We here at Global Power – Workforce Solutions are committed to the preferences of our contractors and offer a number of both union and non-union jobs. Now you might not know the difference between the two types of jobs. Interested in learning more about the pros and cons of union and non-union jobs? Curious what the difference is? Want to know which one is right for you? Read on to learn all about union and non-union jobs in the power industry.

The Basics

Whether you’re an employee or a manager in the power industry, you probably already know the basics about what a union is, but we’ll cover the essentials for you just in case. A union is quite simply an organization of a number of employees who gather to address issues such as member hours, pay, and working conditions. Unions can be local, regional or national in scale, and are led by democratically elected leadership and guided by member drafted and ratified constitutions.

Unions strive to promote and protect the interests of members and non-members alike. They often represent employees in disciplinary processes and offer various services to members outside of the workplace. Unions can be seen in action across the country advocating for workplace reform such as increases in the federal minimum wage and requirements for paid sick leave. To be a member of a union, employees must pay a membership fee and are expected to participate in union meetings, elections, and other activities.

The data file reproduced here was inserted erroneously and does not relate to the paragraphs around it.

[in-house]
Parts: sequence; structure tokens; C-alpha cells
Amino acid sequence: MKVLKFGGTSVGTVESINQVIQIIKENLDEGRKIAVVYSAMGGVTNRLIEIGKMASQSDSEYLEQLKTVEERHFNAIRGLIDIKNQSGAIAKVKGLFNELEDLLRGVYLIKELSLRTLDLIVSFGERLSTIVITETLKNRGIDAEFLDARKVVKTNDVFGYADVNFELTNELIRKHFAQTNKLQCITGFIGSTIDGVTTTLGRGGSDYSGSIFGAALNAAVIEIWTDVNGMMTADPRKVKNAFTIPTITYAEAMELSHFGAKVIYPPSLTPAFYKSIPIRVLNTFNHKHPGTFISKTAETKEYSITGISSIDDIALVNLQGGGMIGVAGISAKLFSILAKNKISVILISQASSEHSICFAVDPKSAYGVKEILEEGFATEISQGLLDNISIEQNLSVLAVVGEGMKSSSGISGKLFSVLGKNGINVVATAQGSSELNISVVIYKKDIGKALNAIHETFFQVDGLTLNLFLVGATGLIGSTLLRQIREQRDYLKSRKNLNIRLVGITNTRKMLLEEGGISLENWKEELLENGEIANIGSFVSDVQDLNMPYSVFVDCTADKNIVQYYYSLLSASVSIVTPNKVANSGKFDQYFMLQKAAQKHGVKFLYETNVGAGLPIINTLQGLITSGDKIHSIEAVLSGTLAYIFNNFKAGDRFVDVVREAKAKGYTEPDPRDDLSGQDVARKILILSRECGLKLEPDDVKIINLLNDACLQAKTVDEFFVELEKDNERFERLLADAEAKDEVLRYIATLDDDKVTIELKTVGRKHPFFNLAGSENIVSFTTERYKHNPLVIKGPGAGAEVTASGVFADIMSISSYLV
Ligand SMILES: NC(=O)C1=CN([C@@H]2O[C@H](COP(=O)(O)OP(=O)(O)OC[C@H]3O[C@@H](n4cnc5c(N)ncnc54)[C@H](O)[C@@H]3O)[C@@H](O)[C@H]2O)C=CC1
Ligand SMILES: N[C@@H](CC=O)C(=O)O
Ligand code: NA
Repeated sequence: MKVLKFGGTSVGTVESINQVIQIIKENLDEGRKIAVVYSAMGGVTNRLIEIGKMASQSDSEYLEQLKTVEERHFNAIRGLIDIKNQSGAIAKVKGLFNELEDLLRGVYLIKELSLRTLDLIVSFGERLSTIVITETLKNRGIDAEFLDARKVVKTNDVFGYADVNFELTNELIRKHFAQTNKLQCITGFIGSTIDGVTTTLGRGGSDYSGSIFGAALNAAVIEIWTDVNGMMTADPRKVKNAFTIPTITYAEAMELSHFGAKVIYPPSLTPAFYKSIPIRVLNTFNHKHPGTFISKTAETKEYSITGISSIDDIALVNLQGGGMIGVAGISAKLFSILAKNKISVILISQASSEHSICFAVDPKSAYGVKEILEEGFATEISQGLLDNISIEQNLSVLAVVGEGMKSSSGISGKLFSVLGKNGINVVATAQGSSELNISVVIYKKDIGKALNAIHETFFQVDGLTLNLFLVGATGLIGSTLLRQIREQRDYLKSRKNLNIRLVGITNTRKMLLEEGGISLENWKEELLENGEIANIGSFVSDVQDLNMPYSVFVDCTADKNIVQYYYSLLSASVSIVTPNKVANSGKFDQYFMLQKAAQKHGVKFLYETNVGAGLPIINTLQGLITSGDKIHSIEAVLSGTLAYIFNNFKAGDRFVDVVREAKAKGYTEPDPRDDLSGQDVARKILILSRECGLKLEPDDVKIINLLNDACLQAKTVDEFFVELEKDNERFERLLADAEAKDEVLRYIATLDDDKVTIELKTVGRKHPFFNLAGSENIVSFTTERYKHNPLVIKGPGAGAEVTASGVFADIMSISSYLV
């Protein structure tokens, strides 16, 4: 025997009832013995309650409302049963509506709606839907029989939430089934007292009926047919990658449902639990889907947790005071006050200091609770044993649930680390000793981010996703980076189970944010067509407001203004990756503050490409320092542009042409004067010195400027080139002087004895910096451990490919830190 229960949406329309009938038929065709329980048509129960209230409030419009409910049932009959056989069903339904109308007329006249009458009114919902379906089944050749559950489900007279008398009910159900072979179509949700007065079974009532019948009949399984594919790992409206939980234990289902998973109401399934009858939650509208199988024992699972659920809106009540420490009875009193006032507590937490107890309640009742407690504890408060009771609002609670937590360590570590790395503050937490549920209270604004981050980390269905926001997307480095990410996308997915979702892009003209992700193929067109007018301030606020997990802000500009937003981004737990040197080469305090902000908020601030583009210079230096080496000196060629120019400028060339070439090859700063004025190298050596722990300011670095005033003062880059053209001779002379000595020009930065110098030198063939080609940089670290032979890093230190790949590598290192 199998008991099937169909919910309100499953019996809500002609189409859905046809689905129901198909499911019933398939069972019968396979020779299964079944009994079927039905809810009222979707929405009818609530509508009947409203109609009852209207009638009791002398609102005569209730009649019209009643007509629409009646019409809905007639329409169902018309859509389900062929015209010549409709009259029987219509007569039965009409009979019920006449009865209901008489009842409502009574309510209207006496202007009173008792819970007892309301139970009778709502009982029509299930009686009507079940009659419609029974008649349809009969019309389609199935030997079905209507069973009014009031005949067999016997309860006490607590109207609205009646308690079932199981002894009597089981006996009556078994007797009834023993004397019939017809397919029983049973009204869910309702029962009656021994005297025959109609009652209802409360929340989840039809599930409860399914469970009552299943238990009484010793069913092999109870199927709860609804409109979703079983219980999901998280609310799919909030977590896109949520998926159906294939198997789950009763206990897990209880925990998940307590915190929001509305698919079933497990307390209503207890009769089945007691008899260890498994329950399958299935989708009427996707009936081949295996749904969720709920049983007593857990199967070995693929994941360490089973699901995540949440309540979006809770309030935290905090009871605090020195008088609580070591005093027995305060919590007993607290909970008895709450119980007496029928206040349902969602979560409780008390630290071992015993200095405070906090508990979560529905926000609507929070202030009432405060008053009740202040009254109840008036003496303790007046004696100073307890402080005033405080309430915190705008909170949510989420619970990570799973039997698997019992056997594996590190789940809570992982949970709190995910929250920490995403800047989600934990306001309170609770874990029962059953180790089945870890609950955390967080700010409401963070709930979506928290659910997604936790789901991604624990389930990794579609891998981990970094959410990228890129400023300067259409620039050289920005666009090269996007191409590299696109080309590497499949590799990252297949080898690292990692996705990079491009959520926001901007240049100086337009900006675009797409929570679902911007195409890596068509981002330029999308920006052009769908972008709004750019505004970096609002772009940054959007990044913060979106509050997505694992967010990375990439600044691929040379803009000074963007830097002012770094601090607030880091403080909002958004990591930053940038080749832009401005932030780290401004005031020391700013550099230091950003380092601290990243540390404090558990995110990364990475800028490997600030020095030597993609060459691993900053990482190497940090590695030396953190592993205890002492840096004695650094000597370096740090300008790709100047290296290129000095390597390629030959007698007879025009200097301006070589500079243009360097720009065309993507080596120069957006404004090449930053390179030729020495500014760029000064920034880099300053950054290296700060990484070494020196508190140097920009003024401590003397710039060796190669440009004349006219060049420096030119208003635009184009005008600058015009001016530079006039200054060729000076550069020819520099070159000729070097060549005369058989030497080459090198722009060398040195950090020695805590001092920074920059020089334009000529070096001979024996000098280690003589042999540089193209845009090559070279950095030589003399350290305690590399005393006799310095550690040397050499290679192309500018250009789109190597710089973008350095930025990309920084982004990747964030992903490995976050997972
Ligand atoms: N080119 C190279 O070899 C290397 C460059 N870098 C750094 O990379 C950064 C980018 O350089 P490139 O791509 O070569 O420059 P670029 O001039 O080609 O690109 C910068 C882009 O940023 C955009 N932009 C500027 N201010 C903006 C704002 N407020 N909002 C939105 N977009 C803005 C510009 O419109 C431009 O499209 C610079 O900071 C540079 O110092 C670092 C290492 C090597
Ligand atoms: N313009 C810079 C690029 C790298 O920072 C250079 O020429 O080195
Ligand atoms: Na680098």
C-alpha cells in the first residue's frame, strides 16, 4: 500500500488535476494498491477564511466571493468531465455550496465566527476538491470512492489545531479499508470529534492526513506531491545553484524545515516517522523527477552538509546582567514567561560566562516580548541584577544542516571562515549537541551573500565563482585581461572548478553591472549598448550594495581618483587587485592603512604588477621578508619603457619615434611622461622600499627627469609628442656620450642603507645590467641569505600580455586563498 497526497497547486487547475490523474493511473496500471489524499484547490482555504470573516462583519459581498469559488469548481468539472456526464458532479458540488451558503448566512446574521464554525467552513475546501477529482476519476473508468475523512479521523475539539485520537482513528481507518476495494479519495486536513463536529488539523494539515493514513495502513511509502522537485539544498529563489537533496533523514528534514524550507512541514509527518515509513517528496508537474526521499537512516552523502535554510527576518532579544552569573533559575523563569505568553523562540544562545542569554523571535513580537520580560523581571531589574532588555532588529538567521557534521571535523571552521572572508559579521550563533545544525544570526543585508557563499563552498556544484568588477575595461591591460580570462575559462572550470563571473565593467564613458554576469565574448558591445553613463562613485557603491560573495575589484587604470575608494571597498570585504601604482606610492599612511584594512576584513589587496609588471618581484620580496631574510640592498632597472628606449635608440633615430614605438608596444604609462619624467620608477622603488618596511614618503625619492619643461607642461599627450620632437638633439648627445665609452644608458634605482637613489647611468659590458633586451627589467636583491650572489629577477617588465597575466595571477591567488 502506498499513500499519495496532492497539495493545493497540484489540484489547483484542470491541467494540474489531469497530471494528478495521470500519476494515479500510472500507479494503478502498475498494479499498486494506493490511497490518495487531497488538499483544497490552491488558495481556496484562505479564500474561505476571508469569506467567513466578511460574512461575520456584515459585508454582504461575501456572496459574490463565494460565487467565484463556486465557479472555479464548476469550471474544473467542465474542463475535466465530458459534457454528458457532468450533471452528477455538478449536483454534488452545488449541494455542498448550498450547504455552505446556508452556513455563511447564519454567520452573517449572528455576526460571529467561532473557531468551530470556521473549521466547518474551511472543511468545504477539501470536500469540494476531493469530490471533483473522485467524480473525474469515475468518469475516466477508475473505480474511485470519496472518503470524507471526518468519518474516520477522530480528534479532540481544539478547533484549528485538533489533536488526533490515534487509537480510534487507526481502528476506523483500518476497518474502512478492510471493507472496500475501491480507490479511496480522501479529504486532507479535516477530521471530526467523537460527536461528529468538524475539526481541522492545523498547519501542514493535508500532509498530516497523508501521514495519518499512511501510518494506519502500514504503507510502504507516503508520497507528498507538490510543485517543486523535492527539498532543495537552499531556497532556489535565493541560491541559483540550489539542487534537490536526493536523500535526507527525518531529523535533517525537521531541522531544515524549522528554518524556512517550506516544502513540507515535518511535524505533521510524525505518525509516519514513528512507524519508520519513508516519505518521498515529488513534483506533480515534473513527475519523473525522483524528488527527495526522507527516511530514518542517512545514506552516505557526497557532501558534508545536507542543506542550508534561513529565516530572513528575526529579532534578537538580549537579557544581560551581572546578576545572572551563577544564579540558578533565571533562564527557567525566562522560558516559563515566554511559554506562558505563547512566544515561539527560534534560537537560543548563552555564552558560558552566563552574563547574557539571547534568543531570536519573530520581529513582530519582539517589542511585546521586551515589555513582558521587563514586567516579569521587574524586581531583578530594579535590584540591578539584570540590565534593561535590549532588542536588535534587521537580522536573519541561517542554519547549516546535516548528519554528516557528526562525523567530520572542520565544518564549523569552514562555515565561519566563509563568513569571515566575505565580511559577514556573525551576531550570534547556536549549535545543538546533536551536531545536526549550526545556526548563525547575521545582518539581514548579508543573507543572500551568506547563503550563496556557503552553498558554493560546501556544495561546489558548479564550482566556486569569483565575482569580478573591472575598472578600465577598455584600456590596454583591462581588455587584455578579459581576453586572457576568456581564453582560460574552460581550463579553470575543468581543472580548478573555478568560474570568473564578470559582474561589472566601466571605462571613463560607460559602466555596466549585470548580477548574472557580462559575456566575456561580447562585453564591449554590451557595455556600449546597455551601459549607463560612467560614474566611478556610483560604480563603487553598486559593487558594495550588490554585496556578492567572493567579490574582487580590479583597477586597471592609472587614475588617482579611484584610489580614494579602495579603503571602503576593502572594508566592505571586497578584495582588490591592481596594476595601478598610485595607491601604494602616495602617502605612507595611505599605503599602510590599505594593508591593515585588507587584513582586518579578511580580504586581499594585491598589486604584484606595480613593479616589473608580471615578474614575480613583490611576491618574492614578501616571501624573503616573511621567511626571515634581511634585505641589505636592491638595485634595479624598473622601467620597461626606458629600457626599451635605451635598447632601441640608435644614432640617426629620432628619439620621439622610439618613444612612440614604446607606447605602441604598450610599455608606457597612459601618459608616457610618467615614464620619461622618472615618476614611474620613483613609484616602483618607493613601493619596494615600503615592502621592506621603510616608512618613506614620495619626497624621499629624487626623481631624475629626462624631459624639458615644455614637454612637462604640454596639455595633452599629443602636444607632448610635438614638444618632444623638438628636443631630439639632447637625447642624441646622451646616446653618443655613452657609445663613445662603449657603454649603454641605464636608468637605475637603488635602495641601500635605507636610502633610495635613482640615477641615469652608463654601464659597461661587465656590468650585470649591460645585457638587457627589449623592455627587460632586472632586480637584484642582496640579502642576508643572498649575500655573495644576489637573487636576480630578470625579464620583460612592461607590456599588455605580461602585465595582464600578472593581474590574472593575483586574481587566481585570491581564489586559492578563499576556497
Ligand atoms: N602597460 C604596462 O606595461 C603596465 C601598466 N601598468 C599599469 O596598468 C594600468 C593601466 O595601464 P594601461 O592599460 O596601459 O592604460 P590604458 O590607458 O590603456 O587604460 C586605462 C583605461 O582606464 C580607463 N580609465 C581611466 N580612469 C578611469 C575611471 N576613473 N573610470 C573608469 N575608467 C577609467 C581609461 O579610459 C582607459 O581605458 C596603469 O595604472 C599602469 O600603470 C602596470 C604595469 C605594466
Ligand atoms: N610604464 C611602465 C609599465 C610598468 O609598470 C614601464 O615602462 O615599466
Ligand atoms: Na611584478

Union Jobs

While unions are sometimes seen in a negative light, union jobs can offer a lot of benefits for employees. Collective bargaining and union negotiation can often result in higher wages and better working conditions for employees in the power industry. Union jobs are considered to be more secure, provide a structured working environment, and can provide higher wages for workers as well. Unions provide an avenue of empowerment for workers to negotiate for better jobs and working conditions.

Non-Union Jobs

In non-union jobs, often referred to as “open shop”, employees are employed “at will”, meaning that an employee can choose whether to stay or go based on the situation. Employers have a great deal of control over whether they can discipline or fire staff at any time. Employers also have complete control over wages, benefits, and other work terms and conditions.

In a still recovering economy, businesses are struggling to meet ambitious sales goals which still meeting the demands of unions. The theory is that non-union jobs provide an opportunity for employers to compete for the best workers through voluntarily offering higher wages and better benefits than other companies in the industry.


For those looking for contract work in the power industry, both union and non-union jobs are prevalent within the power generation industry.  Many “travelers”, those that enjoy working short terms projects in various geographic areas, tend to prefer the flexibility and freedom provided by open shop opportunities.  Skilled trade professionals that want to live and work within a particular community with a strong local union presence will often decide to become part of that local union.  In the end, it really comes down to employee preference whether to join a union or not.

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